Greece’s Airline Representatives Deliver Positive Messages for Aviation
Τhe important role aviation plays in the Greek tourism chain was discussed during a recent conference held by the Hellenic Association of Airline Representatives (SAAE) and attended by representatives of the airline industry, associations and Athens International Airport (AIA).
SAAE’s president, Dinos Frantzeskakis, gave a review of Greece’s progress in aviation in 2014 and focused on the development of air transport, jobs and economic benefits for the Greek economy.
According to Civil Aviation Authority data, presented by Mr. Frantzeskakis, a 13.6 percent increase of international flights to Greece was recorded during January-October 2014, compared to the previous year. This increase was accompanied by a 1.1 percent rise in domestic flights during the same period.
Citing data from IATA, Mr. Frantzeskakis said that the aviation industry contributes 5.7 billion euros to Greek GDP with 3.3 billion euros coming directly from airlines, airports, ground handling and air traffic.
“The aviation sector supports the incredible figure of 100,000 jobs in Greece,” he added.
However, Mr. Frantzeskakis underlined that more must be done to further strengthen the aviation sector’s contribution to Greece and tourism.
He said that improvements must be made to facilities and passenger services in Greece’s busiest airports located in destinations such as Chania, Heraklion, Santorini and Mykonos.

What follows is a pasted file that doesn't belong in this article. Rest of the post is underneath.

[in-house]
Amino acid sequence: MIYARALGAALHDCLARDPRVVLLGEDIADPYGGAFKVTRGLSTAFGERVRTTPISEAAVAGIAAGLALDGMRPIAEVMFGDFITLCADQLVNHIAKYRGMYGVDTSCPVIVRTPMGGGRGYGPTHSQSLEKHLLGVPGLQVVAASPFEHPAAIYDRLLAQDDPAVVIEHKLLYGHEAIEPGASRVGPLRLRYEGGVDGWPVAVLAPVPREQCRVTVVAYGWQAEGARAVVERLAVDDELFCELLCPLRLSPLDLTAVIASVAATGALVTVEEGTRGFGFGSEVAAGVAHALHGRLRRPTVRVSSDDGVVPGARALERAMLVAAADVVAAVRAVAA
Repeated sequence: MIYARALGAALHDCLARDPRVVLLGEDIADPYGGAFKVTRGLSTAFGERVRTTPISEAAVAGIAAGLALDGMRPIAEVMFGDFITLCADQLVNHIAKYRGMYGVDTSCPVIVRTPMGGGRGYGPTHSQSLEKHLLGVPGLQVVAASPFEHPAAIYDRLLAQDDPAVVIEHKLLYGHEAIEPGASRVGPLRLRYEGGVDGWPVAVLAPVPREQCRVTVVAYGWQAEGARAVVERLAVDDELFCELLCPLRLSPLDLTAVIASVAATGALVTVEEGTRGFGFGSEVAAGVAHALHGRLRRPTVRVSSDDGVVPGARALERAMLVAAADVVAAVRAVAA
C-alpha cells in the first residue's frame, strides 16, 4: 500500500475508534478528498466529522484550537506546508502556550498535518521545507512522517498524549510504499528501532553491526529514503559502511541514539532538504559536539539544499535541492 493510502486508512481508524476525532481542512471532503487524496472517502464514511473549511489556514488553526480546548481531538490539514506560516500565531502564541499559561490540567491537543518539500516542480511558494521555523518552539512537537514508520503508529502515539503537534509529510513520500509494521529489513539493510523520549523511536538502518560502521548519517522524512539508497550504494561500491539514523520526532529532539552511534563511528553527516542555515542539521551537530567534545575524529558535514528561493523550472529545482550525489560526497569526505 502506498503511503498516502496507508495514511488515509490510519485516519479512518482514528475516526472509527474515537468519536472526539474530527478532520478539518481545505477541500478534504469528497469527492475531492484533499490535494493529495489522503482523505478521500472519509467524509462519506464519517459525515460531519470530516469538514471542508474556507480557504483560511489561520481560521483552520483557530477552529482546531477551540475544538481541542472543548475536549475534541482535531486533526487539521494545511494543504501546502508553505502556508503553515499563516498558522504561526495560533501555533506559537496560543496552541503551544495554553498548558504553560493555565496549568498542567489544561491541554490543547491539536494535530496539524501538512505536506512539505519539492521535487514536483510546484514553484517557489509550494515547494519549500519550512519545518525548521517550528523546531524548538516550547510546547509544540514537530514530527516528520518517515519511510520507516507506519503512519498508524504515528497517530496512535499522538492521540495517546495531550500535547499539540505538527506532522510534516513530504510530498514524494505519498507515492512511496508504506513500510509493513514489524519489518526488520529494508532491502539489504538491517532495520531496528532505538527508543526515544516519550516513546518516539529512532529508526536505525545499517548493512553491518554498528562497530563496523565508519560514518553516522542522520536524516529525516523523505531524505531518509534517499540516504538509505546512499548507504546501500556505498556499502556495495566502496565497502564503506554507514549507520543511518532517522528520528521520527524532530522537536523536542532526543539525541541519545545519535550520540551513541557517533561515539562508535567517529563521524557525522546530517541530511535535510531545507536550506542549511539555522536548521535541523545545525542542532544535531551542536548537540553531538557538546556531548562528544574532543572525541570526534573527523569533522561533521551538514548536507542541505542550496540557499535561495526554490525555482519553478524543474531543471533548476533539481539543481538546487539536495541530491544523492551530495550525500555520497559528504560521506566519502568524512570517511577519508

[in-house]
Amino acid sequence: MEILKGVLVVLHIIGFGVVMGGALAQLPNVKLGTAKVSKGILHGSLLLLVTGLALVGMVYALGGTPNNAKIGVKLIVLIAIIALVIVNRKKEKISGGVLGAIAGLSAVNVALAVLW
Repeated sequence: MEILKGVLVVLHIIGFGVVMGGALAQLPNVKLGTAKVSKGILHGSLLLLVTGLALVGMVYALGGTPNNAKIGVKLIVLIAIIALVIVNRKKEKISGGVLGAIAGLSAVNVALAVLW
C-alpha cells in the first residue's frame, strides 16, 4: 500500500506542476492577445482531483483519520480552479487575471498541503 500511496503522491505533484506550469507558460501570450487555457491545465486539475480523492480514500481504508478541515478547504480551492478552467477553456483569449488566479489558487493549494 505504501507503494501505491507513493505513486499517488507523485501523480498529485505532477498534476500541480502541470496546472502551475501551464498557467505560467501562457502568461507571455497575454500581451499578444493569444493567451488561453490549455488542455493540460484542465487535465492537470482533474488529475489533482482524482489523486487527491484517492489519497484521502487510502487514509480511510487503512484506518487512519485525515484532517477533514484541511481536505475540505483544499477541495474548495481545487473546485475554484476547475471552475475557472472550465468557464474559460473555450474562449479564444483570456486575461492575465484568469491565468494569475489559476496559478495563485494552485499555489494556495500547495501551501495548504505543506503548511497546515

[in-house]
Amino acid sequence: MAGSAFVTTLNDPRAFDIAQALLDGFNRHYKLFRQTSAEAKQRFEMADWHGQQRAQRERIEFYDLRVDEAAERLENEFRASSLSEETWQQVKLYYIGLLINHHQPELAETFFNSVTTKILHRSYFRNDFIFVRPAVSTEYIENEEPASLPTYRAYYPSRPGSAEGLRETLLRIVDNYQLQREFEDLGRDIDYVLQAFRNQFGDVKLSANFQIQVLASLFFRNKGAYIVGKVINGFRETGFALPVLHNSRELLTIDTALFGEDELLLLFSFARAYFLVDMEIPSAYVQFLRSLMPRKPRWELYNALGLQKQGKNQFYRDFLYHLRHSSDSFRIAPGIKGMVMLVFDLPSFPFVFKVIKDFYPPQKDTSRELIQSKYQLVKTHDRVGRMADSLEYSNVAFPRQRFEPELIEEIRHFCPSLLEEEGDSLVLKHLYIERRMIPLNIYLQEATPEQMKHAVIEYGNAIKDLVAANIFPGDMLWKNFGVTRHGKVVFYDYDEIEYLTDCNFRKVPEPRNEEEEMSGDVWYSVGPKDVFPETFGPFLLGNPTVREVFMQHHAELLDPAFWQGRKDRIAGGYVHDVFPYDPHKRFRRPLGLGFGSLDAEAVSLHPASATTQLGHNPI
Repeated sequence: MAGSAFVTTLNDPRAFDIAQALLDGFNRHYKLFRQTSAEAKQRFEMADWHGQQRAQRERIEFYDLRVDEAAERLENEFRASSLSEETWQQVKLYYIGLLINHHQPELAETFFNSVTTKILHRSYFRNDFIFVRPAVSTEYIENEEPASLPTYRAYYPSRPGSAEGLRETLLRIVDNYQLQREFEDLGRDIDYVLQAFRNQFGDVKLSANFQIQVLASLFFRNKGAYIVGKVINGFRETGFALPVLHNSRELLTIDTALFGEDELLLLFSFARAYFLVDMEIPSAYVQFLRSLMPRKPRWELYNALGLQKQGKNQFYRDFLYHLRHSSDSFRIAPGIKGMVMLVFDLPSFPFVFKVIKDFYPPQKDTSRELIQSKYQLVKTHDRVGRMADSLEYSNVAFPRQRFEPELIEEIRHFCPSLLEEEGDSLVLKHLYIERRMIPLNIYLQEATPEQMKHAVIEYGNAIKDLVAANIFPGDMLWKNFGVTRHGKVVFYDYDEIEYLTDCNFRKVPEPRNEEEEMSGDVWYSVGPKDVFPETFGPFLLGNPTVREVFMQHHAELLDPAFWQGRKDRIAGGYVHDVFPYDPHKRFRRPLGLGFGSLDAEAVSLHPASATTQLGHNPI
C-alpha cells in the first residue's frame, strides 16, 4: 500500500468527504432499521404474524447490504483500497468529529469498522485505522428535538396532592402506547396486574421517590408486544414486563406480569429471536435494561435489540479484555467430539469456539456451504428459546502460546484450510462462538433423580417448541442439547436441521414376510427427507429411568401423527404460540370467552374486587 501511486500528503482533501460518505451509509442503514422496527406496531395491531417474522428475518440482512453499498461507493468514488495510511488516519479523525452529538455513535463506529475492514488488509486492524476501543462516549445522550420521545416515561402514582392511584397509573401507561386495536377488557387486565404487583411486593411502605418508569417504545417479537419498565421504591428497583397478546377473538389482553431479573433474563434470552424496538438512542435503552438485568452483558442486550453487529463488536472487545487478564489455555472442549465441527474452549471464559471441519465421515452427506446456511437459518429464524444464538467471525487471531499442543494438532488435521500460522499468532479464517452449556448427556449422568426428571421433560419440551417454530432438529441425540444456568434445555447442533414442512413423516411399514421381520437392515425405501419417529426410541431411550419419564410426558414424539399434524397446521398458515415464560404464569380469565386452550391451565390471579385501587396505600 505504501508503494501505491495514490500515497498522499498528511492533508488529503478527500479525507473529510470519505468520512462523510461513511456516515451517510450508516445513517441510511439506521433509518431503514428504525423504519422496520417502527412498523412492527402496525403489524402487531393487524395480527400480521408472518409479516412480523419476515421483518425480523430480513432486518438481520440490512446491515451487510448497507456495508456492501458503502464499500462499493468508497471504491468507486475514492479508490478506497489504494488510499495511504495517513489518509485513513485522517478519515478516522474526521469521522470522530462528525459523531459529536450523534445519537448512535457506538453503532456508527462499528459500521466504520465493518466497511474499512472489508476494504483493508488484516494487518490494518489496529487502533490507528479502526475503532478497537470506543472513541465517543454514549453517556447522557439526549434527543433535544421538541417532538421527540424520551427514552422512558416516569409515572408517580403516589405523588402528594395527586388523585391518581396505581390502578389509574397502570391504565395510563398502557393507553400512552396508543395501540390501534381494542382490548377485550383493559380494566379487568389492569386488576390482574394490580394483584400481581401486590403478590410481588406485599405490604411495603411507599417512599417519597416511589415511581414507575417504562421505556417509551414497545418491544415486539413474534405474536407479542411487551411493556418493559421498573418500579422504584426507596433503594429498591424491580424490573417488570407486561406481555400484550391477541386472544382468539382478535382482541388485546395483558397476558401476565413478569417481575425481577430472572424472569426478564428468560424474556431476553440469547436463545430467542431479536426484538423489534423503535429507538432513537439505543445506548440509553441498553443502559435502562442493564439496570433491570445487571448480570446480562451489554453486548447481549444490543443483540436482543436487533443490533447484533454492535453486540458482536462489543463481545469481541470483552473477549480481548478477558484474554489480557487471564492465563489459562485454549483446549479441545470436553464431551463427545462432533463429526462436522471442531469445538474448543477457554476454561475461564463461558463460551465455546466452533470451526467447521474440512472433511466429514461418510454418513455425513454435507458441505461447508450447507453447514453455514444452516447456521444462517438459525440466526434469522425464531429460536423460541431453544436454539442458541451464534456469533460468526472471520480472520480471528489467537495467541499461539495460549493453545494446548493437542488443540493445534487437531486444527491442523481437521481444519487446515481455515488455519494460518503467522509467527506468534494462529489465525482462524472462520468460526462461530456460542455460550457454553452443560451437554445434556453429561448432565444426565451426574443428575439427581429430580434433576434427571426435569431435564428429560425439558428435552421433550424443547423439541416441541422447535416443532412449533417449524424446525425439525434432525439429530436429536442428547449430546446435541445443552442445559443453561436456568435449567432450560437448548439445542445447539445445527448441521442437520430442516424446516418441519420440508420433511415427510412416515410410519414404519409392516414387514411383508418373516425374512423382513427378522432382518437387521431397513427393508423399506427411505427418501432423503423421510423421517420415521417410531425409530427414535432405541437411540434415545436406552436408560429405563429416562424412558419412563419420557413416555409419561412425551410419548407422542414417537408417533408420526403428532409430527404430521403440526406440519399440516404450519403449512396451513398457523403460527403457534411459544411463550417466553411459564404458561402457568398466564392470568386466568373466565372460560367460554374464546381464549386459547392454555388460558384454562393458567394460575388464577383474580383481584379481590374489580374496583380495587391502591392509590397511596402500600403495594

He added that more competitive charges are necessary at Athens International Airport to attract more airlines during the winter. “Low cost companies and long haul airlines do not fly to Athens in the winter, which means that we can not have competitive city breaks. This hurts the months that we want to extend the tourism season,” he stressed.
He also added that the “spatosimo” air passenger tax, imposed on international and domestic passengers departing from all Greek airports, had yet to be reduced despite promises made by the government.
On his part, SAAE’s vice president, Kostas Tsovilis, analyzed issues involving the ground handling industry and its direct and indirect benefits to employment, especially during the summer season.
According to Mr. Tsovilis, on a permanent basis, some 3,000 workers are employed in ground handling services in Greece while on a seasonal basis this number doubles.
“During peak season, usually from late March to late October, employees in this activity amount to some 6,000. This figure is important, especially for the Greek region where finding work is not that easy,” he said.
He also mentioned that the cost of ground handling in Greece is some three times lower than the cost of handling in most European major airports. “As you can see, this is an important factor for an airline to choose an airport as a hub,” he said.
SAAE counts 17 members. Currently, there are 118 airlines operating in Greece of which 73 are represented by Greek general sales agents.
The aim of the association, beyond contributing to the solution of problems that concern the aviation sector, is the advancement and development of the airline industry in parallel with the prospects of tourism development in Greece as a whole.